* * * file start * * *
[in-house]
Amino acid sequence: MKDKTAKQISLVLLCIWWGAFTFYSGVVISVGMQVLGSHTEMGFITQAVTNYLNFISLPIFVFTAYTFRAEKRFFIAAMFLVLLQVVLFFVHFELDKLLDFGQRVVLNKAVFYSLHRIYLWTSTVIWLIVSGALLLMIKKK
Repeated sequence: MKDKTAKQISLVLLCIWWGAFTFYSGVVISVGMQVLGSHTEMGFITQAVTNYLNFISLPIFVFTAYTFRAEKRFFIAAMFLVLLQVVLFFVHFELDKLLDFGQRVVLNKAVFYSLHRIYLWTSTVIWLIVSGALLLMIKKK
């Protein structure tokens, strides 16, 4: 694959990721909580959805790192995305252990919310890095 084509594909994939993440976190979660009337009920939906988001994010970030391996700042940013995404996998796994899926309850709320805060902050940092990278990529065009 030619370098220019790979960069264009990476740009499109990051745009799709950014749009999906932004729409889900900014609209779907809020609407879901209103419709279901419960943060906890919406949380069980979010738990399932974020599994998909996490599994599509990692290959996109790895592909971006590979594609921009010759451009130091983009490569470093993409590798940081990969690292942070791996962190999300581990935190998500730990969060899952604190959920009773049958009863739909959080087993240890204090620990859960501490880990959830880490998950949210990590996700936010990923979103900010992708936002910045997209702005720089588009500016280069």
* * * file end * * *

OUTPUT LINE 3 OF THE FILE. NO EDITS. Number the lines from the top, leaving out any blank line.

Repeated sequence: MKDKTAKQISLVLLCIWWGAFTFYSGVVISVGMQVLGSHTEMGFITQAVTNYLNFISLPIFVFTAYTFRAEKRFFIAAMFLVLLQVVLFFVHFELDKLLDFGQRVVLNKAVFYSLHRIYLWTSTVIWLIVSGALLLMIKKK